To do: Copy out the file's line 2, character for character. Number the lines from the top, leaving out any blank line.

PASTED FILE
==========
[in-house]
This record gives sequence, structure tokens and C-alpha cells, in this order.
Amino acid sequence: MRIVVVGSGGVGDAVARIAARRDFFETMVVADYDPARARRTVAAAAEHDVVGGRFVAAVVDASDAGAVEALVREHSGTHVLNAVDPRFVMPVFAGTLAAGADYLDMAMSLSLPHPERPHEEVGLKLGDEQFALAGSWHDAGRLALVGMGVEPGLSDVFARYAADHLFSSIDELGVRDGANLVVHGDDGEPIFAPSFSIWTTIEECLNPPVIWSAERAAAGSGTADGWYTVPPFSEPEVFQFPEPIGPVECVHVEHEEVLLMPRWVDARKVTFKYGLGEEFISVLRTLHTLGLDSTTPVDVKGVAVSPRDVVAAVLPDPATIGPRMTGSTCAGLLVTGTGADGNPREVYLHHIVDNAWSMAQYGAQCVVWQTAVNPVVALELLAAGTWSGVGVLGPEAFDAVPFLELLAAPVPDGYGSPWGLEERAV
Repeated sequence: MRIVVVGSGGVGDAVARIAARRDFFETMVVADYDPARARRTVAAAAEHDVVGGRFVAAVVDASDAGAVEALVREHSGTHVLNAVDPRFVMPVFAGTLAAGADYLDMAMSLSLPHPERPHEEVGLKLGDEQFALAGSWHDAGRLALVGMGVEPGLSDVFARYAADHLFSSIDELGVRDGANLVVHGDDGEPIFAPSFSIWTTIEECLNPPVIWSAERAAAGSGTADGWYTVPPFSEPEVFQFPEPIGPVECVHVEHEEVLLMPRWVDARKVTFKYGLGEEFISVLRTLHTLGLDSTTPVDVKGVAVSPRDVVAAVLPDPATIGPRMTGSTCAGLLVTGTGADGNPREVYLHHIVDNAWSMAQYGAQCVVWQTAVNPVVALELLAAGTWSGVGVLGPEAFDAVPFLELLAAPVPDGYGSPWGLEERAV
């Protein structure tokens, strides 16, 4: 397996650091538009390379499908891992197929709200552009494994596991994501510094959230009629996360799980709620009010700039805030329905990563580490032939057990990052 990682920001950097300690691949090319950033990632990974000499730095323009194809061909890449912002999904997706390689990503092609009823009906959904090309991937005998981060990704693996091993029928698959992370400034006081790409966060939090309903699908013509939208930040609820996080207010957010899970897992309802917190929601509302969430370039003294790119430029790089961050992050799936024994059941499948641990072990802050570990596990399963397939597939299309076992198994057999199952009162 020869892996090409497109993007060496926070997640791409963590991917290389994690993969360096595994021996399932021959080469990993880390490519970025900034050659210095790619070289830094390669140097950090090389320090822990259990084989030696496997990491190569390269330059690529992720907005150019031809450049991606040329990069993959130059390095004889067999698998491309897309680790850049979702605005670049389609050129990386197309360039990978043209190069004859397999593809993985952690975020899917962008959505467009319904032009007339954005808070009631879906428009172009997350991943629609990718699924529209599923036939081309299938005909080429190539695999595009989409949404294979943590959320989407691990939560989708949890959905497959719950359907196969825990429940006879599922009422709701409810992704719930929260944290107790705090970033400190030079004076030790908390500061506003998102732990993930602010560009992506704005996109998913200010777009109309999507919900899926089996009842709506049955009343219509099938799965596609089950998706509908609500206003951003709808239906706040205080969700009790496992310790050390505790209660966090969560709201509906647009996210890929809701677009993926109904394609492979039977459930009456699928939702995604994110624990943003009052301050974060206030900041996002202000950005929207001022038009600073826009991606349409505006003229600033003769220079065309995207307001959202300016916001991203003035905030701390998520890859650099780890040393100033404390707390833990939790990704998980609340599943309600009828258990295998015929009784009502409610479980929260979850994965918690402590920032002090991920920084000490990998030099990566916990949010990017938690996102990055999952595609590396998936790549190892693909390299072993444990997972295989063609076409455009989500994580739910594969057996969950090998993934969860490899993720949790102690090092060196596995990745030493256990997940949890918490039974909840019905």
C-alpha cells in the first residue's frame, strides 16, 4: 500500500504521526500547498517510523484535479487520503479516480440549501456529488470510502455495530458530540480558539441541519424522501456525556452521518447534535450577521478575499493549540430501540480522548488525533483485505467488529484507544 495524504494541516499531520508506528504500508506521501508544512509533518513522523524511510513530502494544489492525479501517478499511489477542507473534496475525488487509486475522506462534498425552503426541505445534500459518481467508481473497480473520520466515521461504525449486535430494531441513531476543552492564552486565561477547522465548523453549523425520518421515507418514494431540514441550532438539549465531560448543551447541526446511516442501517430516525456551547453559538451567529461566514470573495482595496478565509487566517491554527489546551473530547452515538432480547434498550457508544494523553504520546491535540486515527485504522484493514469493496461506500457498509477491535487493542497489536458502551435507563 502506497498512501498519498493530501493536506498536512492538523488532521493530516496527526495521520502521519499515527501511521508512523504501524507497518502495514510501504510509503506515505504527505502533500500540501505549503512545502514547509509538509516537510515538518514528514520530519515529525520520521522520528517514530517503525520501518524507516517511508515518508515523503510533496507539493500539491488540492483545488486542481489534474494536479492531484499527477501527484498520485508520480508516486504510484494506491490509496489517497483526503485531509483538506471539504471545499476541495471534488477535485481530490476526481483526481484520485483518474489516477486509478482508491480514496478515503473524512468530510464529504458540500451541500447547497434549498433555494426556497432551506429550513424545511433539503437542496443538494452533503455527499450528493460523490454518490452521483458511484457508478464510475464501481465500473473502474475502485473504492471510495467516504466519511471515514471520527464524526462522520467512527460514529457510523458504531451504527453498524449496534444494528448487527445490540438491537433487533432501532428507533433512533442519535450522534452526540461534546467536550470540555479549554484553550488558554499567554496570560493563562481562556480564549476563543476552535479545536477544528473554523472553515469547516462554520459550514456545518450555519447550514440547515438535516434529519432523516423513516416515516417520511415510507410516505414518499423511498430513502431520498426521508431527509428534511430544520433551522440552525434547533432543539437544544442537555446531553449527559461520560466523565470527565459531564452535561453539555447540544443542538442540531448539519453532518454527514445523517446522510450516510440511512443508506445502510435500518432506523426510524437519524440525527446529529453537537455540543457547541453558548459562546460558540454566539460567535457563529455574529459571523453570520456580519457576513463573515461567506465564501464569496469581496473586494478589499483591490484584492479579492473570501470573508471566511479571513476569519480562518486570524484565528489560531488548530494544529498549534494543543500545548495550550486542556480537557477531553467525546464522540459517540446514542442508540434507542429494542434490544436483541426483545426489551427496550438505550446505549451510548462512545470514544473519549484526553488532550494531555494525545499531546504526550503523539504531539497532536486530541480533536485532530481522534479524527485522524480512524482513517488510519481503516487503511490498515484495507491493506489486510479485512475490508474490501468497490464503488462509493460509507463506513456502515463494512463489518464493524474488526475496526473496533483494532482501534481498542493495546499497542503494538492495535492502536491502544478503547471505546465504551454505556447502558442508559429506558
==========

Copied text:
This record gives sequence, structure tokens and C-alpha cells, in this order.